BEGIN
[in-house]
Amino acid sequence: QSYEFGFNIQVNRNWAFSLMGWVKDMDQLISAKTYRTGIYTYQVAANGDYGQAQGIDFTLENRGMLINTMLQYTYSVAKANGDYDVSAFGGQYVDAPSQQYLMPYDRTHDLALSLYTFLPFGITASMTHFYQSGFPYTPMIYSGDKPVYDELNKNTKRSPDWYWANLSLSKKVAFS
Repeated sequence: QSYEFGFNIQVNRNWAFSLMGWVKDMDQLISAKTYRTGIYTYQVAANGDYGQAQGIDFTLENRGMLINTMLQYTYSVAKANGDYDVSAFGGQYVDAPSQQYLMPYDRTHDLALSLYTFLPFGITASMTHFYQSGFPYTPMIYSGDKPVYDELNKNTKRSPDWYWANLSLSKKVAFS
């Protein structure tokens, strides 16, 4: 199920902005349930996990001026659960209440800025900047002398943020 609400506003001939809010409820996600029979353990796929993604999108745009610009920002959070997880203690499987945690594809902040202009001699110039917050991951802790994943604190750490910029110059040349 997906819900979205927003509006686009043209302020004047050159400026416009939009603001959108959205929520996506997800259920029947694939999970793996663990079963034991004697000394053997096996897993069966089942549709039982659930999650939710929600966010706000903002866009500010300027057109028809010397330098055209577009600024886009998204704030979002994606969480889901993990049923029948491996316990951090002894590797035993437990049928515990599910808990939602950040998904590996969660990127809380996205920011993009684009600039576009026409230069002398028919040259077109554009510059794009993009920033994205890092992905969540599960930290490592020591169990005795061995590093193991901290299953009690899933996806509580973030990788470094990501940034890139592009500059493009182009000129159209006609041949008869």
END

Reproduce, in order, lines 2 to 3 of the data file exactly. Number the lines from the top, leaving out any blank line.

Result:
Amino acid sequence: QSYEFGFNIQVNRNWAFSLMGWVKDMDQLISAKTYRTGIYTYQVAANGDYGQAQGIDFTLENRGMLINTMLQYTYSVAKANGDYDVSAFGGQYVDAPSQQYLMPYDRTHDLALSLYTFLPFGITASMTHFYQSGFPYTPMIYSGDKPVYDELNKNTKRSPDWYWANLSLSKKVAFS
Repeated sequence: QSYEFGFNIQVNRNWAFSLMGWVKDMDQLISAKTYRTGIYTYQVAANGDYGQAQGIDFTLENRGMLINTMLQYTYSVAKANGDYDVSAFGGQYVDAPSQQYLMPYDRTHDLALSLYTFLPFGITASMTHFYQSGFPYTPMIYSGDKPVYDELNKNTKRSPDWYWANLSLSKKVAFS